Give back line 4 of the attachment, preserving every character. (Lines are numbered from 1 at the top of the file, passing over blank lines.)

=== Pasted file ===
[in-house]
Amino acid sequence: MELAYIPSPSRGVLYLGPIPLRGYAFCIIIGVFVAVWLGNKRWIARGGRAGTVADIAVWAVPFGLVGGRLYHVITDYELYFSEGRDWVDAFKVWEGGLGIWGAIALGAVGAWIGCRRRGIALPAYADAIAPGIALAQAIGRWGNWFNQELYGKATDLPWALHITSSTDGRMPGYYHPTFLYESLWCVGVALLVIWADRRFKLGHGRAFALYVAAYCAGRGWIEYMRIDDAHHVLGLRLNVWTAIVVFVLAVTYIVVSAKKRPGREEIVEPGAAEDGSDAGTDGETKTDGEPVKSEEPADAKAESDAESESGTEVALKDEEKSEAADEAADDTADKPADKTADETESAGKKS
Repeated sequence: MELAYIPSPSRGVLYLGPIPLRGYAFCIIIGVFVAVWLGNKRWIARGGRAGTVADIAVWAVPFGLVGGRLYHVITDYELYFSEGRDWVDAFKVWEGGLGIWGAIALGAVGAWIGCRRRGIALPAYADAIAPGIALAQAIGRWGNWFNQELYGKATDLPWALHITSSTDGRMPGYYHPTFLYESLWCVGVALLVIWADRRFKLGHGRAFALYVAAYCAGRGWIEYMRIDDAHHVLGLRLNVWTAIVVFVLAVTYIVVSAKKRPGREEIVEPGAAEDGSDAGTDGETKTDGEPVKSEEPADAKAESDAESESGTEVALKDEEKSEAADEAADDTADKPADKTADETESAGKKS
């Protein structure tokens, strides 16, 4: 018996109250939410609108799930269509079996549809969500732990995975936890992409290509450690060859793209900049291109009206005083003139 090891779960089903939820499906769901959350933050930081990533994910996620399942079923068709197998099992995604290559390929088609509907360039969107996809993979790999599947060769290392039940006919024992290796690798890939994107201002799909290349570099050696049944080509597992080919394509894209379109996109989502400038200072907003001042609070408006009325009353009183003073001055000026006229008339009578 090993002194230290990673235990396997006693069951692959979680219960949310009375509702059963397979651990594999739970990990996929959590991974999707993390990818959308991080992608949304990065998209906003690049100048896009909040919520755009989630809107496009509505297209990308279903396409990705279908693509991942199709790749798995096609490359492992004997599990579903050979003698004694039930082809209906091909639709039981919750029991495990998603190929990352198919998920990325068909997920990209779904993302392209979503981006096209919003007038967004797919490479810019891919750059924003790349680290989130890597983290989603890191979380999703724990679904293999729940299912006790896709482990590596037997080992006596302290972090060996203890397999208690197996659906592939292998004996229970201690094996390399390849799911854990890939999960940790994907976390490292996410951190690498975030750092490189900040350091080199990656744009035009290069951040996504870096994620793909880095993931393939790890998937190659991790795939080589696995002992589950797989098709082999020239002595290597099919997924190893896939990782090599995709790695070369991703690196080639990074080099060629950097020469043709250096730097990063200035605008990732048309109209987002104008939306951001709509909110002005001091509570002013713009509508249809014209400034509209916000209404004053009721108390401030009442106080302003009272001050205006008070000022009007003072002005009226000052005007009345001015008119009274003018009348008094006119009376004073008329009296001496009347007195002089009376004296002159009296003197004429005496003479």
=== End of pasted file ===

């Protein structure tokens, strides 16, 4: 018996109250939410609108799930269509079996549809969500732990995975936890992409290509450690060859793209900049291109009206005083003139 090891779960089903939820499906769901959350933050930081990533994910996620399942079923068709197998099992995604290559390929088609509907360039969107996809993979790999599947060769290392039940006919024992290796690798890939994107201002799909290349570099050696049944080509597992080919394509894209379109996109989502400038200072907003001042609070408006009325009353009183003073001055000026006229008339009578 090993002194230290990673235990396997006693069951692959979680219960949310009375509702059963397979651990594999739970990990996929959590991974999707993390990818959308991080992608949304990065998209906003690049100048896009909040919520755009989630809107496009509505297209990308279903396409990705279908693509991942199709790749798995096609490359492992004997599990579903050979003698004694039930082809209906091909639709039981919750029991495990998603190929990352198919998920990325068909997920990209779904993302392209979503981006096209919003007038967004797919490479810019891919750059924003790349680290989130890597983290989603890191979380999703724990679904293999729940299912006790896709482990590596037997080992006596302290972090060996203890397999208690197996659906592939292998004996229970201690094996390399390849799911854990890939999960940790994907976390490292996410951190690498975030750092490189900040350091080199990656744009035009290069951040996504870096994620793909880095993931393939790890998937190659991790795939080589696995002992589950797989098709082999020239002595290597099919997924190893896939990782090599995709790695070369991703690196080639990074080099060629950097020469043709250096730097990063200035605008990732048309109209987002104008939306951001709509909110002005001091509570002013713009509508249809014209400034509209916000209404004053009721108390401030009442106080302003009272001050205006008070000022009007003072002005009226000052005007009345001015008119009274003018009348008094006119009376004073008329009296001496009347007195002089009376004296002159009296003197004429005496003479």